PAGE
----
Meta Description Tag and Why It’s Important to Professional Search Engine Optimization

Staff Writer: Jessica Ross

Date: 7.14.2012

 

Meta description tags are snippets of HTML code that goes inside the <Head> </Head> section of a web page, following the Title Tag and before the Meta Keywords tag if used.  There’s a field to fill out if you are using a content management system, it’s called, “Meta Description,” or just “Description.”

Keywords in Meta Description Tags won’t affect your page’s overall ranking anymore, but it’s still helpful in overall professional search engine optimization and social media marketing.  Meta Description Tags can describe our page in search engine results.  Google often uses them when showing “Extended sitelinks” for your web page, though this is not always the case.  If someone searches your web address your meta description will pull up.  But a listing in the Open Directory Project can cause the result’s description to default to whatever is written in the directory, if not using the “noodp” tag.

With other search engines, it’s a hit or miss ordeal.  Sometimes they use meta tag descriptions, sometimes they just show content from your website’s page.  Most people aren’t going to search your URL, so check your web analytics to see which keywords are bringing in the most traffic.

Go to a search engine, type one of the keywords in, hit search, and see what pops up in your description.  Each result will have a different combination of meta tag description and the site’s webpage content.  Google won’t use the Meta Description Tag if the keywords weren’t contained within it or if it wasn’t relevant to the search.

SEO specialists suggest to make a meta description tag for each individual page.  Change up the keywords contained in each one.  While Google will typically only show 20-25 words, you aren’t limited in your description.    Make sure that the first five or six words are the most descriptive.  This’ll help your Tag have a better chance of being used.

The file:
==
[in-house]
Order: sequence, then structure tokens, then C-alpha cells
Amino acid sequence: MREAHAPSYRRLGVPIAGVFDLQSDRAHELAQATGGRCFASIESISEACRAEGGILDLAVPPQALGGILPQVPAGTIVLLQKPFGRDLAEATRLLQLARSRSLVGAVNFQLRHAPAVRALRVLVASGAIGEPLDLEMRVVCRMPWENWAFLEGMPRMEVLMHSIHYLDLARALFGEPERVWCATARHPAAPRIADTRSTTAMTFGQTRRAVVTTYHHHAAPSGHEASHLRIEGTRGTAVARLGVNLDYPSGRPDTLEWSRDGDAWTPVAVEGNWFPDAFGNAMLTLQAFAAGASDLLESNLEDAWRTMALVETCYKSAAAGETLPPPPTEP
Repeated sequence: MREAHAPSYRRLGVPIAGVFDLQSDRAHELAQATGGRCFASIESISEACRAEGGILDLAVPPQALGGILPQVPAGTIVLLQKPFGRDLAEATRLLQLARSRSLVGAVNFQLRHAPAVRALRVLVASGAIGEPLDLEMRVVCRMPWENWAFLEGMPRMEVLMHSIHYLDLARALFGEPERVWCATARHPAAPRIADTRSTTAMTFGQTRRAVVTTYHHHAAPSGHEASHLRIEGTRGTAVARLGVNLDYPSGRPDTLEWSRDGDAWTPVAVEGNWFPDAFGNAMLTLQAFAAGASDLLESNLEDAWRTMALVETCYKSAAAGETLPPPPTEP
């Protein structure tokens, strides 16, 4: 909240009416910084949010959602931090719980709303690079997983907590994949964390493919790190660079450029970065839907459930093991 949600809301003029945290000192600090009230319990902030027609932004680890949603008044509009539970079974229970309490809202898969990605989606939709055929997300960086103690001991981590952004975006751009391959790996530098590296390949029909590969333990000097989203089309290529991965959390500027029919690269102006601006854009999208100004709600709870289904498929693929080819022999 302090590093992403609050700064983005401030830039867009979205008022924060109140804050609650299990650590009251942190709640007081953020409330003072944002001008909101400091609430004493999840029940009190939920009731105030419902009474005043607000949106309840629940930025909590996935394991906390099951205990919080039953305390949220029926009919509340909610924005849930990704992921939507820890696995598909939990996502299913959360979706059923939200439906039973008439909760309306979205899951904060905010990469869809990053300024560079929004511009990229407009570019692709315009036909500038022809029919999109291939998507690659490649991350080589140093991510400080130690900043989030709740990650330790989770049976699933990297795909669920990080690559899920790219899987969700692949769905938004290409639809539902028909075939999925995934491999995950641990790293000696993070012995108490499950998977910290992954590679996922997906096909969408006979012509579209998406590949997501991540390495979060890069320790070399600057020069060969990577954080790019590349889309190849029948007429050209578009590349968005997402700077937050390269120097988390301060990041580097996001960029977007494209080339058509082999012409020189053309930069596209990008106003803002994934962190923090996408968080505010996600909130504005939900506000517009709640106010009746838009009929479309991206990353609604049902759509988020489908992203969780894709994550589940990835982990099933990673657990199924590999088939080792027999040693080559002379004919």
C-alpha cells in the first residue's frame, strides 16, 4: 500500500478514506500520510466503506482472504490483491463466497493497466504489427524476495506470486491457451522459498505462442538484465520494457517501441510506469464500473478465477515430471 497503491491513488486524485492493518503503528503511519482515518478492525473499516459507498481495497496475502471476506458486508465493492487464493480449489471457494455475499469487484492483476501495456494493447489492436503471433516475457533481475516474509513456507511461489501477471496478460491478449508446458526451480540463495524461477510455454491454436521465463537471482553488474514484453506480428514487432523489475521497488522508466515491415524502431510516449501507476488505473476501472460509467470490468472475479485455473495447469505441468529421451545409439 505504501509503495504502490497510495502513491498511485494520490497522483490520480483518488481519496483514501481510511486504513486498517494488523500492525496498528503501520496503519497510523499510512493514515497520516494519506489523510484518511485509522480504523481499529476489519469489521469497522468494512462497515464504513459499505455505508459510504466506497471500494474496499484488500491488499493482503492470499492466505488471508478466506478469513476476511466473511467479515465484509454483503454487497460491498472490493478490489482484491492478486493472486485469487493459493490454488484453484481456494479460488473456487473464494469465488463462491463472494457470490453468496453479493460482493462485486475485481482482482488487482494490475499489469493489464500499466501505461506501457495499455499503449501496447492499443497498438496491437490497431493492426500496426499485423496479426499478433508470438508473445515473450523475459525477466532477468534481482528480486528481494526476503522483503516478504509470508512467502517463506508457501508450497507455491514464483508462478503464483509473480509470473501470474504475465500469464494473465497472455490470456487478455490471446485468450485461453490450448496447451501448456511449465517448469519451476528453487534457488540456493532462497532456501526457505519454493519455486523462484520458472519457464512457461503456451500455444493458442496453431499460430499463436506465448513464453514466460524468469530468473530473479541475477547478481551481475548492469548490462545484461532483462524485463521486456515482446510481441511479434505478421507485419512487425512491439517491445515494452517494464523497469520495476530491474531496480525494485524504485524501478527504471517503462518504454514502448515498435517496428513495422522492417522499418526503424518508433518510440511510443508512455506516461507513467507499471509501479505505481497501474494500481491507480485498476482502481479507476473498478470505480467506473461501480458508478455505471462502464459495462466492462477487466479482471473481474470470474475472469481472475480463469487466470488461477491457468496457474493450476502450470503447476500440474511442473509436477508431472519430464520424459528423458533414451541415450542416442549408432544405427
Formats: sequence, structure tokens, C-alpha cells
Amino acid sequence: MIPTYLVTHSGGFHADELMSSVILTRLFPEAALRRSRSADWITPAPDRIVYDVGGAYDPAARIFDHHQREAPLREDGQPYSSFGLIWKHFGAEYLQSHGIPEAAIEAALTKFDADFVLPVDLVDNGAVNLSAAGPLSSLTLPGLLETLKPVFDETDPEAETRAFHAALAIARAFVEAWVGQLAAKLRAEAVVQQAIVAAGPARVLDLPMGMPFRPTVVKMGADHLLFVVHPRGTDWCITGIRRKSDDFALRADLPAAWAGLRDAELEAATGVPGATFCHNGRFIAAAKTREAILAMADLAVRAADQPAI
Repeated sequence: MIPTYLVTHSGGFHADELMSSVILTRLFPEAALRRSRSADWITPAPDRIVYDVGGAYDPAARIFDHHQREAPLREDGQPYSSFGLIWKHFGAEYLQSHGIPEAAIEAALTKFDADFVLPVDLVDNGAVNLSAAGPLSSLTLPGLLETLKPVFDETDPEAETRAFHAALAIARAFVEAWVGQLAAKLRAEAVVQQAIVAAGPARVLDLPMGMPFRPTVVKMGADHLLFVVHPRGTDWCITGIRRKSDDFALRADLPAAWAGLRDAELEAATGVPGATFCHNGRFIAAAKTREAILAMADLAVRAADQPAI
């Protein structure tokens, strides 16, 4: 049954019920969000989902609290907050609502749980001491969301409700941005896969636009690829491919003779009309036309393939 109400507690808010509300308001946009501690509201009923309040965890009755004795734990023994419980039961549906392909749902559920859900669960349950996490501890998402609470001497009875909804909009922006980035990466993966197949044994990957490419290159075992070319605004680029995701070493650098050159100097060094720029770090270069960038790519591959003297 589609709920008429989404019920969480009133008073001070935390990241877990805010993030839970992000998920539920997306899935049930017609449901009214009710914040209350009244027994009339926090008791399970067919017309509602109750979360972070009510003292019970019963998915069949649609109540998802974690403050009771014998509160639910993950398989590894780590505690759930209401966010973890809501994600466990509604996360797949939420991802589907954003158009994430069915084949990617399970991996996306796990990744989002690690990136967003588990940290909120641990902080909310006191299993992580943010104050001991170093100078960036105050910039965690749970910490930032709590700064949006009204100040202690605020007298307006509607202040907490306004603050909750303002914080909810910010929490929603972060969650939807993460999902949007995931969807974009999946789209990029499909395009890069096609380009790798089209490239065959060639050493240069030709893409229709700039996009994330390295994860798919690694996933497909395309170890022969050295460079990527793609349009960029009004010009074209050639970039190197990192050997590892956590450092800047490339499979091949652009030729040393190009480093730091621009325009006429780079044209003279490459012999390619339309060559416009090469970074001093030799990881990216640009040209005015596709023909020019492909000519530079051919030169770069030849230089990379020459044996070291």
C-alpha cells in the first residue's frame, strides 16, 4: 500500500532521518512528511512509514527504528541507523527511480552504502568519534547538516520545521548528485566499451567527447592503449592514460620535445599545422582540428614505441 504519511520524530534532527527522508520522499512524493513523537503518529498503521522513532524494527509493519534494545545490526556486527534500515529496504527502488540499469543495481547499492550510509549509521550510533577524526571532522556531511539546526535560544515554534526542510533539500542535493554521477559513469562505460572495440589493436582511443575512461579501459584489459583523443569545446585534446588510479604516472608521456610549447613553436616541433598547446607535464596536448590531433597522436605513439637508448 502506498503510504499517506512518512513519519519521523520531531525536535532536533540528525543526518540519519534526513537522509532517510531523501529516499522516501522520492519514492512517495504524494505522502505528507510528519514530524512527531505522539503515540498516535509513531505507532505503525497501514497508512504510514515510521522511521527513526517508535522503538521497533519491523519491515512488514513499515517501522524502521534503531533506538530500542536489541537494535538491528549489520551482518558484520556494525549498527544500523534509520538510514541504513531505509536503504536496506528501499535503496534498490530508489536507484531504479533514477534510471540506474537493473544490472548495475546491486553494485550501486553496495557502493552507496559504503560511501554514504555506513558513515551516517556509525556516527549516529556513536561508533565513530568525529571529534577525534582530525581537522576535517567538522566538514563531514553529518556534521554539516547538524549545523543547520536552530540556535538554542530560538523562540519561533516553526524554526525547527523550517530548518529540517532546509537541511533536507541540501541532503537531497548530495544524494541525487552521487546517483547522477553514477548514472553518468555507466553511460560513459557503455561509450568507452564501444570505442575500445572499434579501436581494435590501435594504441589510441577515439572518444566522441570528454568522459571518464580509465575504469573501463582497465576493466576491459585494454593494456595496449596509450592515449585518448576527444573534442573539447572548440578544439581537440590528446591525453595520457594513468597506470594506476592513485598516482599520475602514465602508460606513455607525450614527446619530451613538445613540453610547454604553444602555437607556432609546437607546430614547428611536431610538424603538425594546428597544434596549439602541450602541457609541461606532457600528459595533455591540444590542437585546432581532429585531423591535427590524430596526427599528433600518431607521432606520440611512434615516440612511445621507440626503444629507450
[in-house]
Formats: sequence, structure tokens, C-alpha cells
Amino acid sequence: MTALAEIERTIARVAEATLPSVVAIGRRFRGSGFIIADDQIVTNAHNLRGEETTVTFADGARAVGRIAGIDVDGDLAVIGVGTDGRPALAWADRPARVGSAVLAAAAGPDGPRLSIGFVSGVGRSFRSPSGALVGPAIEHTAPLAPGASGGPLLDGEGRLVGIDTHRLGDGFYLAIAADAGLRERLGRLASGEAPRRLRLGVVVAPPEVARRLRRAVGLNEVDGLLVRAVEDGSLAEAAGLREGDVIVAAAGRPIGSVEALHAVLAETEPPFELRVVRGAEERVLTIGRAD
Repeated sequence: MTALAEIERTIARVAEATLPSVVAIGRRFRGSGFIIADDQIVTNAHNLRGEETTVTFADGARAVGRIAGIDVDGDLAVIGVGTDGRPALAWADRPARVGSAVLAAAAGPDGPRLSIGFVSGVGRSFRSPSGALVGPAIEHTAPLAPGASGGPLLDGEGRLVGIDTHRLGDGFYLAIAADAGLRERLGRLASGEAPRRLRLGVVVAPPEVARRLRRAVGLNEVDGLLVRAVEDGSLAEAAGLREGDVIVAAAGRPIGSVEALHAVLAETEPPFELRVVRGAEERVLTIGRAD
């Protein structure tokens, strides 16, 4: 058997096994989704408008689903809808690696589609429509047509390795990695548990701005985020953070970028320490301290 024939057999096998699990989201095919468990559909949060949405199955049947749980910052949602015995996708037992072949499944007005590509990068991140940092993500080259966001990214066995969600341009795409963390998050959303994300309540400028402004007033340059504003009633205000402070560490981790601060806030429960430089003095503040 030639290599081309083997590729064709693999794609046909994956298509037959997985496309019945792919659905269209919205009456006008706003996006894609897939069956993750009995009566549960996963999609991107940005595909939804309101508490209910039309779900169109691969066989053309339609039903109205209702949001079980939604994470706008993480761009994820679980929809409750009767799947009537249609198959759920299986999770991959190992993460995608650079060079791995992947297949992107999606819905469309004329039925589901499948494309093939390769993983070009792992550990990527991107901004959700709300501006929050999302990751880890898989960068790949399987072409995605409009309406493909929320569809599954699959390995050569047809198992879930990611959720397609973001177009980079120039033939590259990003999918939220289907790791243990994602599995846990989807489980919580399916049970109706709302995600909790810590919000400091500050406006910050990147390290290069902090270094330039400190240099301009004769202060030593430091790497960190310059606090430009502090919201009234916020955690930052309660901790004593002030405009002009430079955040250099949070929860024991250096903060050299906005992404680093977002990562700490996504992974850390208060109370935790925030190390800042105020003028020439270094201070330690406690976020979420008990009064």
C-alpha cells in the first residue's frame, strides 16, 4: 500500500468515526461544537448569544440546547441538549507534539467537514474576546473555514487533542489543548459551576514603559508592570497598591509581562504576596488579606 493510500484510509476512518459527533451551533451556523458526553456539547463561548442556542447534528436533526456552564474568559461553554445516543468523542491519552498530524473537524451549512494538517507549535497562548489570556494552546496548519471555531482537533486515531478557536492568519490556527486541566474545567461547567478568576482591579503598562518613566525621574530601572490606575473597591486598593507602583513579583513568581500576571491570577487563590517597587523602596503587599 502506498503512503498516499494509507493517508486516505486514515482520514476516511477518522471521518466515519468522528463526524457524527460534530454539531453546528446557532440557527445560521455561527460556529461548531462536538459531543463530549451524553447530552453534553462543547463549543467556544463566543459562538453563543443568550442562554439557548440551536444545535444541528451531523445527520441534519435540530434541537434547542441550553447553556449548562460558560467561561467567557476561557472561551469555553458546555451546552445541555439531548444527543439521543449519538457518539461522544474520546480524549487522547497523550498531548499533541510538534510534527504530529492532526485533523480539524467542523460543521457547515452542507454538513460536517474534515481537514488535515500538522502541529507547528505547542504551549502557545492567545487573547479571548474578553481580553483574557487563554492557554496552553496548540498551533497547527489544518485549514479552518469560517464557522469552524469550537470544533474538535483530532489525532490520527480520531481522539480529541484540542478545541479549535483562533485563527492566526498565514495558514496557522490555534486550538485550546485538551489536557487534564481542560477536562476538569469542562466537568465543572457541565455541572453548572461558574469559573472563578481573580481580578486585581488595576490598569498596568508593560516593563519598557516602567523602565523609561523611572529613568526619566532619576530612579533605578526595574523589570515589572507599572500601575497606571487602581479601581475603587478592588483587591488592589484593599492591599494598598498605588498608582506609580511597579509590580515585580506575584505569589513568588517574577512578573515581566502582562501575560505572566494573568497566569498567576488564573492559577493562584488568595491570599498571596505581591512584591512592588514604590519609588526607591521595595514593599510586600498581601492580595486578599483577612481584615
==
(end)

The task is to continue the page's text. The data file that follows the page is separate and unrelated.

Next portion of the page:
Social Media sites like Google+ and Facebook used Meta Description Tags as default descriptions for marketing links, which is why some descriptions never make sense.  That’s because some sites lack a Meta Description Tag and the first line of content is seen instead.

As a rule of thumb, it’s best to make sure each page or article has a sentence or two in the Meta Description Tag.  That way when it’s shared on social media sites your descriptions match the content and give an overall view.  Doing this will give you an edge over the competitors, seeing as how, most still haven’t noticed the importance of Meta Description Tags.

Meta Description tags give you the ability to know what people will see and read before clicking your URL.  It’s definitely something to look into and ask if it falls into your search engine optimization pricing when talking to your SEO consultant.  They give you a “clean” professional look, which is exactly what you want your site to have.  So while Meta Description Tags do nothing to boost your rankings in search results, it will do everything in ascetics.

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